Although Taylor wrote several pro forma funeral elegies for public figures and a verse declamation defending the English language, these early literary efforts (1668–1671) were somberly pedantic exercises. But in his next attempts at occasional verse (1674–1683), he sought for more varied lyrical forms: acrostics and love poems to his wife-to-be, miniature allegories on insects or domestic objects, as in “Huswifery,” and spiritualized contemplations of natural “occurants,” such as “The Ebb & Flow.” Among the most moving poems is the anguished pathos of “Upon Wedlock, & Death of Children” (1682?). On November 5, 1674, Taylor had married Elizabeth Fitch, who bore him eight children, five of whom died in infancy; his second wife (1692), Ruth Wyllys, produced six children. With its heart-wrenching revelation of how premature death tests one’s submission to God’s will, “Upon Wedlock, & Death of Children” resembles the elegies of Anne Bradstreet, whose 1678 second edition of poems Taylor owned. His 1689 funeral elegy for Elizabeth Fitch, “My Onely Dove,” echoes, though not without “Gust of Sorrows groan,” the customary eulogistic praise for a Puritan woman as “Mistriss, Mother, Wife.” During this early period, Taylor also inaugurated his first version (1674–1675) of metrical paraphrases of the Psalms (1–9, 18). He transcribed a second version, of virtually all different Psalms (11–39, 48–49), during the early 1680s. The paraphrases are a self-conscious tutorial in versification, imitative of the English Sternhold-Hopkins psalter and the Massachusetts Bay Psalm Book. In the occasional poems as well as Psalm paraphrases, Taylor’s distinctive meditative voice begins to emerge, perhaps as a result of his identification with David’s gift of hymn-like poesy or the inspiration of “occurant” contemplations.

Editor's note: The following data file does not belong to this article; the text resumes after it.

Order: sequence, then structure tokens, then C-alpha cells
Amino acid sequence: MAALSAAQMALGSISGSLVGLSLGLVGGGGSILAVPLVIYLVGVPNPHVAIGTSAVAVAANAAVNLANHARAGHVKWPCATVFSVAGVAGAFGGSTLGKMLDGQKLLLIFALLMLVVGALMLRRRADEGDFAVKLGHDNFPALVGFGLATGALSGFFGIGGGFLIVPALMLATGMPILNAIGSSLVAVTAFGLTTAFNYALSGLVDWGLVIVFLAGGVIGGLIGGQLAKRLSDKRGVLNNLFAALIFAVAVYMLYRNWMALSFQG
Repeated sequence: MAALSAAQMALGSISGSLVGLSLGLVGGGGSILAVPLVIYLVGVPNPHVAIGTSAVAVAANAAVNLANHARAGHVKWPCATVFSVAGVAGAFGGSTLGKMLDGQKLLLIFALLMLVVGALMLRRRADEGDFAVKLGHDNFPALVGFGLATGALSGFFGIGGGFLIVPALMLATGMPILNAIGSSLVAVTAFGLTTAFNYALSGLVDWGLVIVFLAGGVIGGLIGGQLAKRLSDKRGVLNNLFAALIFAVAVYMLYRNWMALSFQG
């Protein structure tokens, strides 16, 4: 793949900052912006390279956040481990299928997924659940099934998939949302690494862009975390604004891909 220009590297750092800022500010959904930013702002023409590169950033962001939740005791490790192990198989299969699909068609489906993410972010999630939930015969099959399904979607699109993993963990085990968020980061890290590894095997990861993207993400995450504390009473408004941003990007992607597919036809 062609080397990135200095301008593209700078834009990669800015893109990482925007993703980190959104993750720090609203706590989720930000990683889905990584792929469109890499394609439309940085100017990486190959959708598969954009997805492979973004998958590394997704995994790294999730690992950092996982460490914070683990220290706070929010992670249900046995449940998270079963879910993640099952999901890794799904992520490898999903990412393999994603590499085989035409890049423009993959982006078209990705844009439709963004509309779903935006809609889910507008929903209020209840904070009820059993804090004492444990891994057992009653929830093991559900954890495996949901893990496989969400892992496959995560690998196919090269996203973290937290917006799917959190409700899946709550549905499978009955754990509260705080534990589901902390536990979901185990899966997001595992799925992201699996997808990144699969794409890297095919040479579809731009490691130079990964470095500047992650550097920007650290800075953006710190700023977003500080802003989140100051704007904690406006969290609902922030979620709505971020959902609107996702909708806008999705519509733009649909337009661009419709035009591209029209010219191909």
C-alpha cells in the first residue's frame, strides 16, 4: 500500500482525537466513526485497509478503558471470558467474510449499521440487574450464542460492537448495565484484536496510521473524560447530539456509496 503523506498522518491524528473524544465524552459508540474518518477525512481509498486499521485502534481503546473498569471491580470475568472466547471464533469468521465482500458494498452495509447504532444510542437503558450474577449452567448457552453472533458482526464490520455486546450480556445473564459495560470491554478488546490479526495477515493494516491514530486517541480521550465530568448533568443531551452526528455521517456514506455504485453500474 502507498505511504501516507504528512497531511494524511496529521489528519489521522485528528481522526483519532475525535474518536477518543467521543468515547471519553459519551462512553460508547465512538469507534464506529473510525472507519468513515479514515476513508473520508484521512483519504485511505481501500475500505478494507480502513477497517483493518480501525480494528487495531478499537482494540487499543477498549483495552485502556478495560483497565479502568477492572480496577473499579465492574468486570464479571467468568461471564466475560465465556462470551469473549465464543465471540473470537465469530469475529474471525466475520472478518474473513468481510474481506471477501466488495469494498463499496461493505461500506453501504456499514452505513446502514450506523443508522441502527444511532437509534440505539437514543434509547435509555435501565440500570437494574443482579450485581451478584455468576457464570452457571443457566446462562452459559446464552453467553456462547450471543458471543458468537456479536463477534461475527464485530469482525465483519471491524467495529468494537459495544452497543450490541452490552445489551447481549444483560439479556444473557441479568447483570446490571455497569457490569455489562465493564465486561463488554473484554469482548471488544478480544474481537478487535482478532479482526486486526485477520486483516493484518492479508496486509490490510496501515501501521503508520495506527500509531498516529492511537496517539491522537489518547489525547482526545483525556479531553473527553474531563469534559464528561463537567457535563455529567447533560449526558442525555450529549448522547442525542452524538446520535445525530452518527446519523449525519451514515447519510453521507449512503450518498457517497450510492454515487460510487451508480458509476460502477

During the late 1670s and early 1680s, Taylor also brought together his vision of Christian salvation history with varied verse experiments to create his first major poem, Gods Determinations touching his Elect: and The Elects Combat in their Conversion, and Coming up to God in Christ together with the Comfortable Effects thereof. Having imaginatively re-enacted God’s “Glorious Handywork” of cosmic creation and the debate between Justice and Mercy over humankind’s destiny, the collection of thirty-five poems traces Christ’s combat with Satan for three ranks of elect human souls, then culminates with the redeemed “Saints’” final joyful acceptance of “Church Fellowship Rightly Attended.” Taylor’s own ministerial “warfare” to rescue his Westfield flock from Indian attacks and second-generation backsliding would have been a likely stimulus, as well as a need to maintain doctrinal purity by admitting only regenerate converts to the church and Lord’s Supper. Critics today often praise Taylor’s occasional lyrics because they appeal to post-romantic sensibilities, but the formally didactic history of spiritual combat was commonplace in an age that valued plain-style rationality and in which Taylor might turn for models to John Milton’s Paradise Lost, Paul Bunyan’s The Holy War, Michael Wigglesworth’s The Day of Doom, and countless sermons and tracts.